“The small but impressive Qasr al-Abad, west of Amman, is one of the very few examples of pre-Roman construction in Jordan. Mystery surrounds the palace, and even its precise age isn’t known, though most scholars believe that Hyrcanus of the powerful Jewish Tobiad family built it sometime between 187 and 175 BCE as a villa or fortified palace. Although never completed, much of the palace has been reconstructed, and remains an impressive site. The palace was built from some of the biggest blocks of any ancient structure in the Middle East – the largest is 7m by 3m. The blocks were, however, only 20cm or so thick, making the whole edifice quite flimsy, and susceptible to the earthquake that flattened it in CE 362. Today, the setting and the animal carvings on the exterior walls are the highlights. Look for the carved panther fountain on the ground floor, the eroded eagles on the corners and the lioness with cubs on the upper story of the back side.”

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My notes mentioned I should ask the gatekeeper to open the interior. Until that moment, Shawna and I had been the only people around but suddenly a man appeared. We had to assume he was the aforementioned gatekeeper. With hand gestures and big smiles he unlocked the gate and we stepped into the ruins of the massive palace. We spent a good 45 minutes exploring and upon exiting we thanked the gatekeeper. Just then the call to prayer sounded. The time had arrived for the site to be shut down for Friday afternoon services. It wouldn’t be opened again for several days. We had found the Land of Tob just in time.

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By the way, we ended up returning to Amman and eventually found the baptismal site. It was worth breaking family tradition.


For Further Reading

You can find The Book of Tob online here.

Eskenazi, T. – “Tobiah” Anchor Bible Dictionary (Doubleday, 1992)

Gera, Dov – “On the Credibility of the History of the Tobiads” in Greece and Rome in Eretz Israel: Collected Essays, Aryeh Kasher, ed. (Yad Izhak Ben-Zvi, 1990)

Goldstein, J.A. – “The Tales of the Tobiads” in Christianity, Judaism and Other Greco-Roman Cults, J. Neusner, ed. (Brill, 1975)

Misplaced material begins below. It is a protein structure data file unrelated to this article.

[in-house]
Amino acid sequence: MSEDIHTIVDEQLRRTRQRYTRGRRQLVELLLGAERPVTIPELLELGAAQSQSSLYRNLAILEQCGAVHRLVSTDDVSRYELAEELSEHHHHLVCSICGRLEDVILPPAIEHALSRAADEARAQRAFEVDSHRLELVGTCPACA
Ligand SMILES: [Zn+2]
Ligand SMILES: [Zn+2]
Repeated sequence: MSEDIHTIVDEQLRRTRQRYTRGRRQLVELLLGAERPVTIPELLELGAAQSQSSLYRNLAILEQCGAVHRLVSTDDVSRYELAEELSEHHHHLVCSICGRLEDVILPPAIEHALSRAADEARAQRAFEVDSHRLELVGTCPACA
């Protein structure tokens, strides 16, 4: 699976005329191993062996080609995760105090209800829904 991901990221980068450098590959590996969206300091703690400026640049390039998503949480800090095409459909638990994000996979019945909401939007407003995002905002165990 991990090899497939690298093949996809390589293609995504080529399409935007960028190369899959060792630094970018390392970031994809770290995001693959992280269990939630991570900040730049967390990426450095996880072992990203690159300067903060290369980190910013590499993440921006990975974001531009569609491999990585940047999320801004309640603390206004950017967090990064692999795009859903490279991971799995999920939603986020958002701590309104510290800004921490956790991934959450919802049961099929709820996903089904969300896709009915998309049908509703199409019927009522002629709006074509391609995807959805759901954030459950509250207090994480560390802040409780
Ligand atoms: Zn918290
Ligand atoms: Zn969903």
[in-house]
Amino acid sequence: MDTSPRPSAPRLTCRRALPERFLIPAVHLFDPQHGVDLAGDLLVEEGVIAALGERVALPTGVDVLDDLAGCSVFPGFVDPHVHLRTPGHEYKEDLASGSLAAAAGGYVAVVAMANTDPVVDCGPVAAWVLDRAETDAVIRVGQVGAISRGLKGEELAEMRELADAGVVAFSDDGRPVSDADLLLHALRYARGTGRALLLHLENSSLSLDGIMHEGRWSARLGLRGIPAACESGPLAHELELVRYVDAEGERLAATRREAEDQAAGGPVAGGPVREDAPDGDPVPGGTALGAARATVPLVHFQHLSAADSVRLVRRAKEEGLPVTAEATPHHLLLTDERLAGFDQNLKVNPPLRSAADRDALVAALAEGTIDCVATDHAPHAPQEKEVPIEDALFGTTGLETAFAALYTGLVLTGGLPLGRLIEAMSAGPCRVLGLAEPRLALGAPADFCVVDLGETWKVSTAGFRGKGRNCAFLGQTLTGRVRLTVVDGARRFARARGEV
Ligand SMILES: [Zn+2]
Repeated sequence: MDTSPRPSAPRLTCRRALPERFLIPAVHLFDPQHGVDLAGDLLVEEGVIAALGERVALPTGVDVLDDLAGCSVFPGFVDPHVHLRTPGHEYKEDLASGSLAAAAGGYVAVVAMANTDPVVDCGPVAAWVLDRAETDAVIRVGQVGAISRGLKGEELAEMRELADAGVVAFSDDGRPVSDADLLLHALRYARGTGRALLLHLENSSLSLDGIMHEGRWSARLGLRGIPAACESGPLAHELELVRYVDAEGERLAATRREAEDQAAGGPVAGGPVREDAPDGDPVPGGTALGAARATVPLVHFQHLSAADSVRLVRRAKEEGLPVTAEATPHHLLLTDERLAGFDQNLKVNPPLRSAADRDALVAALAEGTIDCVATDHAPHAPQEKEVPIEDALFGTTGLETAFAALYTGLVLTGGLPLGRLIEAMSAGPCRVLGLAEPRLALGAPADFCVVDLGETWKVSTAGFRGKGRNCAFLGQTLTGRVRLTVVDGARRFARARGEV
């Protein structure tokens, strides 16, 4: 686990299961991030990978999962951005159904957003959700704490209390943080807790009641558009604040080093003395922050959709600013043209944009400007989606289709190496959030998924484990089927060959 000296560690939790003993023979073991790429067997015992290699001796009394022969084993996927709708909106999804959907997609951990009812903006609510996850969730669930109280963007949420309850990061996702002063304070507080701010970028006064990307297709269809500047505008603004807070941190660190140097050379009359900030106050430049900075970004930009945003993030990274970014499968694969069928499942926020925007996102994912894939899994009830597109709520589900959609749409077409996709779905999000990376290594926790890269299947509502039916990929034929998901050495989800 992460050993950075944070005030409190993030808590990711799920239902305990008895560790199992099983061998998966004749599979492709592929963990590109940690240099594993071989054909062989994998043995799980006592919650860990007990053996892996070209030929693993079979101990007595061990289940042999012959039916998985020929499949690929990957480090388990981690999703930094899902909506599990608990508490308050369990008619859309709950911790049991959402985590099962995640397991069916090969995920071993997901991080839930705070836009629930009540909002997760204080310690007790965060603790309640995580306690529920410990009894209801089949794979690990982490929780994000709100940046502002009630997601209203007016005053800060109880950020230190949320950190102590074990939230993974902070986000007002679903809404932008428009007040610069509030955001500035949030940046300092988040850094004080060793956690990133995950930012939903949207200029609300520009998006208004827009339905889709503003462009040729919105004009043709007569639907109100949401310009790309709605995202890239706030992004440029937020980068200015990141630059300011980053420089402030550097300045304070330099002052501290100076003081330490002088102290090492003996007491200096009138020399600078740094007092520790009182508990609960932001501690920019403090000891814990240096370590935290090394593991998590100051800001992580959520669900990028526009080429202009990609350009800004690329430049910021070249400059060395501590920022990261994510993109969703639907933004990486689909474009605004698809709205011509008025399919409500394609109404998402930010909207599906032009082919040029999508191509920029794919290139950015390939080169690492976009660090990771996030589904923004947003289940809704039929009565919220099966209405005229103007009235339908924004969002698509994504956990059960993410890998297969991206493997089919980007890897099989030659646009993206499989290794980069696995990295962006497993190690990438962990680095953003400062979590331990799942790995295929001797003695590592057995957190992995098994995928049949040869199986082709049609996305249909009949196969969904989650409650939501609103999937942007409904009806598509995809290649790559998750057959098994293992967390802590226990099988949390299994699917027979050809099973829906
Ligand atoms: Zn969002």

Ji, C.C. – “A New Look at the Tobiads in ‘Iraq Al’Amir” LA 48 (1998);

Mazar, Benjamin – “The Tobiads” Israel Exploration Journal 7 (1957) 137-147.

McCown, C.C. – “The ‘Araq el-Emir and the Tobiads” Biblical Archaeologist (1957,3) 63-76.

Miller, Geoffrey David – Marriage in the Book of Tobit (Walter de Gruyter, 2011)

Porter, Adam – “What Sort of Jews were the Tobiads?” in The Archaeology of Difference: Gender, Ethnicity, Class, and the ‘Other’ in Antiquity: Studies in Honor of Eric M. Meyers, D.R. Edwards and C.T. McCollough, eds. (Boston: American Schools of Oriental Research, 2007) 141-150.

Spiro, Abram – Samaritans, Tobiads, and Judahites in Pseudo-Philo: use and abuse of the Bible by polemicists and doctrinaires (New York : American Academy for Jewish Research, 1951)

Eskenazi, T. – “Tobiah” Anchor Bible Dictionary (Doubleday, 1992)

Gera, Dov – “On the Credibility of the History of the Tobiads” in Greece and Rome in Eretz Israel: Collected Essays, Aryeh Kasher, ed. (Yad Izhak Ben-Zvi, 1990)

Goldstein, J.A. – “The Tales of the Tobiads” in Christianity, Judaism and Other Greco-Roman Cults, J. Neusner, ed. (Brill, 1975)

Ji, C.C. – “A New Look at the Tobiads in ‘Iraq Al’Amir” LA 48 (1998);

Mazar, Benjamin – “The Tobiads” Israel Exploration Journal 7 (1957) 137-147.

McCown, C.C. – “The ‘Araq el-Emir and the Tobiads” Biblical Archaeologist (1957,3) 63-76.